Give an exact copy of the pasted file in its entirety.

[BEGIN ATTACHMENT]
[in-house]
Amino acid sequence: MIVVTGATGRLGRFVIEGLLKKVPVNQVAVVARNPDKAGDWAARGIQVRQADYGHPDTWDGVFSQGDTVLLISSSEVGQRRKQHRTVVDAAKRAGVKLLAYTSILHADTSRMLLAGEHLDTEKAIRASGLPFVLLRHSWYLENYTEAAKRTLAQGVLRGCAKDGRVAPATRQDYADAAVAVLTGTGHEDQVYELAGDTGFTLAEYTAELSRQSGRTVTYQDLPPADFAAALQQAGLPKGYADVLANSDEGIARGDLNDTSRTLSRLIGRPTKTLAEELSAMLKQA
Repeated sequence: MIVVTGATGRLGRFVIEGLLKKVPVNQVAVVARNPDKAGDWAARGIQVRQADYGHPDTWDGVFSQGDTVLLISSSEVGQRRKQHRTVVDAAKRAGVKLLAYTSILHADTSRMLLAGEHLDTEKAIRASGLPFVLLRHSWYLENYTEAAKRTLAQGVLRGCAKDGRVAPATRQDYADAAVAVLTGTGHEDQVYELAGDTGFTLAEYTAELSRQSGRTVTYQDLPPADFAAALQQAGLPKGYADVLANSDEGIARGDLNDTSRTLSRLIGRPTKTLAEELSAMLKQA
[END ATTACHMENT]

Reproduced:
[in-house]
Amino acid sequence: MIVVTGATGRLGRFVIEGLLKKVPVNQVAVVARNPDKAGDWAARGIQVRQADYGHPDTWDGVFSQGDTVLLISSSEVGQRRKQHRTVVDAAKRAGVKLLAYTSILHADTSRMLLAGEHLDTEKAIRASGLPFVLLRHSWYLENYTEAAKRTLAQGVLRGCAKDGRVAPATRQDYADAAVAVLTGTGHEDQVYELAGDTGFTLAEYTAELSRQSGRTVTYQDLPPADFAAALQQAGLPKGYADVLANSDEGIARGDLNDTSRTLSRLIGRPTKTLAEELSAMLKQA
Repeated sequence: MIVVTGATGRLGRFVIEGLLKKVPVNQVAVVARNPDKAGDWAARGIQVRQADYGHPDTWDGVFSQGDTVLLISSSEVGQRRKQHRTVVDAAKRAGVKLLAYTSILHADTSRMLLAGEHLDTEKAIRASGLPFVLLRHSWYLENYTEAAKRTLAQGVLRGCAKDGRVAPATRQDYADAAVAVLTGTGHEDQVYELAGDTGFTLAEYTAELSRQSGRTVTYQDLPPADFAAALQQAGLPKGYADVLANSDEGIARGDLNDTSRTLSRLIGRPTKTLAEELSAMLKQA